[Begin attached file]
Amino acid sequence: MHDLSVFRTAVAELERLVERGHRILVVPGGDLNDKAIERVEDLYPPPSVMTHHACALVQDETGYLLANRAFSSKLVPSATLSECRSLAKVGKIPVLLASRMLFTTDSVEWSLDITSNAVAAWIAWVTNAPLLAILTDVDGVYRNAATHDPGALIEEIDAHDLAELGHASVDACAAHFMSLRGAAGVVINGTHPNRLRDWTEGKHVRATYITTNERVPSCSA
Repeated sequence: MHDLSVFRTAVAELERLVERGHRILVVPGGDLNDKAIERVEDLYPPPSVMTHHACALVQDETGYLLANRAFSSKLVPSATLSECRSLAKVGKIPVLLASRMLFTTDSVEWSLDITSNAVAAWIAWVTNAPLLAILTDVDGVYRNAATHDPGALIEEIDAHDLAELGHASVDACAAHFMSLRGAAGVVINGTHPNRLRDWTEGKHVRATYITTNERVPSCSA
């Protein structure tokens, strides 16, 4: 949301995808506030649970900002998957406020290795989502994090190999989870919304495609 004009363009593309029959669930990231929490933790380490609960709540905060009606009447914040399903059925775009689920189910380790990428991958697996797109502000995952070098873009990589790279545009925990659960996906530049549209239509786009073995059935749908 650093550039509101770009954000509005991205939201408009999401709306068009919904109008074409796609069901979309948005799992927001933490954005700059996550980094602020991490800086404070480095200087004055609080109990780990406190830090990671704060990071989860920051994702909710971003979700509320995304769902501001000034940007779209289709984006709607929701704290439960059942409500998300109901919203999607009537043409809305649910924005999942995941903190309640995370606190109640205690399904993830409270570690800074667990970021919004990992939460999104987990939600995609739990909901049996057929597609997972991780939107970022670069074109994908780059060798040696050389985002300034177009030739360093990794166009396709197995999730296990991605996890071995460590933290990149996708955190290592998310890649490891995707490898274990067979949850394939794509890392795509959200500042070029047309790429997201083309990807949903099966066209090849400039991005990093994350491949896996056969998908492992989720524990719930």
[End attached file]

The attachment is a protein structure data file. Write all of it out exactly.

Amino acid sequence: MHDLSVFRTAVAELERLVERGHRILVVPGGDLNDKAIERVEDLYPPPSVMTHHACALVQDETGYLLANRAFSSKLVPSATLSECRSLAKVGKIPVLLASRMLFTTDSVEWSLDITSNAVAAWIAWVTNAPLLAILTDVDGVYRNAATHDPGALIEEIDAHDLAELGHASVDACAAHFMSLRGAAGVVINGTHPNRLRDWTEGKHVRATYITTNERVPSCSA
Repeated sequence: MHDLSVFRTAVAELERLVERGHRILVVPGGDLNDKAIERVEDLYPPPSVMTHHACALVQDETGYLLANRAFSSKLVPSATLSECRSLAKVGKIPVLLASRMLFTTDSVEWSLDITSNAVAAWIAWVTNAPLLAILTDVDGVYRNAATHDPGALIEEIDAHDLAELGHASVDACAAHFMSLRGAAGVVINGTHPNRLRDWTEGKHVRATYITTNERVPSCSA
């Protein structure tokens, strides 16, 4: 949301995808506030649970900002998957406020290795989502994090190999989870919304495609 004009363009593309029959669930990231929490933790380490609960709540905060009606009447914040399903059925775009689920189910380790990428991958697996797109502000995952070098873009990589790279545009925990659960996906530049549209239509786009073995059935749908 650093550039509101770009954000509005991205939201408009999401709306068009919904109008074409796609069901979309948005799992927001933490954005700059996550980094602020991490800086404070480095200087004055609080109990780990406190830090990671704060990071989860920051994702909710971003979700509320995304769902501001000034940007779209289709984006709607929701704290439960059942409500998300109901919203999607009537043409809305649910924005999942995941903190309640995370606190109640205690399904993830409270570690800074667990970021919004990992939460999104987990939600995609739990909901049996057929597609997972991780939107970022670069074109994908780059060798040696050389985002300034177009030739360093990794166009396709197995999730296990991605996890071995460590933290990149996708955190290592998310890649490891995707490898274990067979949850394939794509890392795509959200500042070029047309790429997201083309990807949903099966066209090849400039991005990093994350491949896996056969998908492992989720524990719930």